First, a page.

Iyad Allawi's Iraqi police are shooting at reporters to keep them from telling the truth about what's happening (or what's going to happen soon) in Najaf, England's Telegraph reports:
The bullet that whistled through the lobby of the Sea Hotel in Najaf yesterday, embedding shards of glass into a foreign reporter's cheek before lodging itself in an air-conditioning unit, carried an unmistakeable message: "Get out."
...As US marines and Iraqi security forces resumed their operation to evict insurgents from the Shrine of Ali, the holiest place in Shia Islam, the Iraqi interim government decided yesterday to treat the media as the enemy.
First the reporters got a warning:
In Najaf journalists were summoned yesterday morning by the city's police chief, Ghalab al-Jazeera....
... the police chief delivered a blunt warning: journalists had two hours to leave Najaf or face arrest....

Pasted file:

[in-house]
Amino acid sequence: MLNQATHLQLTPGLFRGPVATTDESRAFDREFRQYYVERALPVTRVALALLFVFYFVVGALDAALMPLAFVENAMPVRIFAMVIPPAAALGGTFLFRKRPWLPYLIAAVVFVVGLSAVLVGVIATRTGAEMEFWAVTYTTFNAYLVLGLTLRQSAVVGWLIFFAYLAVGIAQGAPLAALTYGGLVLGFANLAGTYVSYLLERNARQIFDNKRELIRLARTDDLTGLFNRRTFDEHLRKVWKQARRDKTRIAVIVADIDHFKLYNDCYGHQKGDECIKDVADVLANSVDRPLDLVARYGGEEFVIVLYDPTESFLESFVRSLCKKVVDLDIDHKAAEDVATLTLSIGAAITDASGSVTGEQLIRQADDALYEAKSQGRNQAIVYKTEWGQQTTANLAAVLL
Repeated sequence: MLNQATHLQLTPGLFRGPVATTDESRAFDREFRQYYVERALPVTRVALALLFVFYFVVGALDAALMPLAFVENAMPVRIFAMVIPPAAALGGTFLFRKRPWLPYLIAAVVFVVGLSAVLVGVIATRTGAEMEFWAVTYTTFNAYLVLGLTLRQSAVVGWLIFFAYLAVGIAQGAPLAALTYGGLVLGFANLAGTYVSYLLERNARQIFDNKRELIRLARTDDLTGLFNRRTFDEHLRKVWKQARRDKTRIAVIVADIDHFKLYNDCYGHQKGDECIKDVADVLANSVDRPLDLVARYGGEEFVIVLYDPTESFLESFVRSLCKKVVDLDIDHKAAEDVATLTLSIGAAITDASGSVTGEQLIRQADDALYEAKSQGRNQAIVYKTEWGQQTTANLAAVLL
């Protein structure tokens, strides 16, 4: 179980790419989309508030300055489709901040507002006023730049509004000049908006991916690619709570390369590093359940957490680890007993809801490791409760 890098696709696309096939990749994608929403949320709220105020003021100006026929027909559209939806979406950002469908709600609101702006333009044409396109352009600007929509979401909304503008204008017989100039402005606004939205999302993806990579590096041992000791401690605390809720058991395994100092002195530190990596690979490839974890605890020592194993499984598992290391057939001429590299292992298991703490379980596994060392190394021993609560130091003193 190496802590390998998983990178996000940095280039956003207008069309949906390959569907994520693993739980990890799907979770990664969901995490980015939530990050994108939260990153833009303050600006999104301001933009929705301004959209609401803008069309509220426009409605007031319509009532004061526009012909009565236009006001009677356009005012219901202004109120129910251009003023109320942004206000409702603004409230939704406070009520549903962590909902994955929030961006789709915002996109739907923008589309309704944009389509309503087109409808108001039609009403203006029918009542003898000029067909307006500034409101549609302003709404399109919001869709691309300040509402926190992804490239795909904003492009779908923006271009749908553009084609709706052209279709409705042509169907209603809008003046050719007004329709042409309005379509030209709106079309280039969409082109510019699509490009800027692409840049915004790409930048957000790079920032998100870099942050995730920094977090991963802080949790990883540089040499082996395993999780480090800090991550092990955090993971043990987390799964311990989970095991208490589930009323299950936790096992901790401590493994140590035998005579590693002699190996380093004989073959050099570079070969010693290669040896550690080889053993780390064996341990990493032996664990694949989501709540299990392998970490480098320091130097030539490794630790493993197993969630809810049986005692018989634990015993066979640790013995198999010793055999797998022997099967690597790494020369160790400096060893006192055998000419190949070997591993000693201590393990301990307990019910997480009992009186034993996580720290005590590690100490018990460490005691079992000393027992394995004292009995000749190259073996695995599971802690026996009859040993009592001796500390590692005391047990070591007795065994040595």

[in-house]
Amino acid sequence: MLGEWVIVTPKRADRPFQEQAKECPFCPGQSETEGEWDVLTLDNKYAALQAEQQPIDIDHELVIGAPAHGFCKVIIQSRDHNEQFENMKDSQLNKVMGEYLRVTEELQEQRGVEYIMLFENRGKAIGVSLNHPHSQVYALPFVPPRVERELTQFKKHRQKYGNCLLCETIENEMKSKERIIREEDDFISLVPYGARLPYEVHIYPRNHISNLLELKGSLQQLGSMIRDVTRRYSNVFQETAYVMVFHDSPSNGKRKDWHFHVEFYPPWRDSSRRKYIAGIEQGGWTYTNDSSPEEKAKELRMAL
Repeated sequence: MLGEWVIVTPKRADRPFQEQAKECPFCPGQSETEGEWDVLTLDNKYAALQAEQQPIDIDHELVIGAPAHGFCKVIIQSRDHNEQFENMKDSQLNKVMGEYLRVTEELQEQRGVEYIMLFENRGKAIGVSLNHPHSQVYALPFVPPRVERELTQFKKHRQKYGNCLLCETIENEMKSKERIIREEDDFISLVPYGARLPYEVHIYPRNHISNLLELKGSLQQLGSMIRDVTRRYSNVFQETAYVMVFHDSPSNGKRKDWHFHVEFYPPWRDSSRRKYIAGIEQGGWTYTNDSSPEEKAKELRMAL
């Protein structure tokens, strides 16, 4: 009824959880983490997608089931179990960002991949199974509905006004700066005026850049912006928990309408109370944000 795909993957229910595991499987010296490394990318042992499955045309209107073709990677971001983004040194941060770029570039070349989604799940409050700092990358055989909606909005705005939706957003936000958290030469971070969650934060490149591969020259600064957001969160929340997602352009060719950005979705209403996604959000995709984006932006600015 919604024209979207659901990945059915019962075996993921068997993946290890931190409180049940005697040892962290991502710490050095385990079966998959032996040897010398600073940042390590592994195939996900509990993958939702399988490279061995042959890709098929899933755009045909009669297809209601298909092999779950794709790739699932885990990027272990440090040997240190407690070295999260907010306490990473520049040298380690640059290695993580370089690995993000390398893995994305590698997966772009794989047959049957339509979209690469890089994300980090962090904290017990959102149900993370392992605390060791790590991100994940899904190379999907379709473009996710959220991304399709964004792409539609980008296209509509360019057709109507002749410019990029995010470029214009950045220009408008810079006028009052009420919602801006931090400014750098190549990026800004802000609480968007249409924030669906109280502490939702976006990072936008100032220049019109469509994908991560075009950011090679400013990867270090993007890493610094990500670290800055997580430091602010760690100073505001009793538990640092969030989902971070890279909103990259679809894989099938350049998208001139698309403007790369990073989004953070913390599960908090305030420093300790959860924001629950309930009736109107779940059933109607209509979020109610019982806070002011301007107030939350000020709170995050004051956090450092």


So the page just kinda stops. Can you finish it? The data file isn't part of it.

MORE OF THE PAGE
For good measure, Mr Jazeera also threatened to arrest Iraqi drivers and translators working for the press corps if we did not comply. The 30-odd journalists staying at the Sea Hotel decided to stay in Najaf.
Shortly after the deadline expired, the first bullets struck the building. But the sniper was almost certainly an Iraqi policeman, given that the Mahdi army fighters were more than two miles away.
Then armed police raided the hotel and tried to arrest the journalists, before imposing a new two-hour deadline to leave the city.
A deputation of journalists was denied an audience with Najaf's governor, Adnan al-Zurufi. The policeman outside his office was brusque. "If you do not leave by the deadline we will shoot you," he said.
That was enough for all but a handful of British and American journalists who hunkered down in the hotel as the deadline expired.
As night fell, shots were fired at the roof of the hotel, from where reporters file their stories....
MORE: This report from Reuters and Australia's ABC notes that Iraqi police arrested an Iranian journalist. According to an AP story at Fox, the government later backed down from the order to leave; that story notes this:
The order, if it were enforced, would mean the only news coverage of the ongoing violence in Najaf, one of the most revered cities to Shiite Muslims, would be provided by reporters embedded with the U.S. military.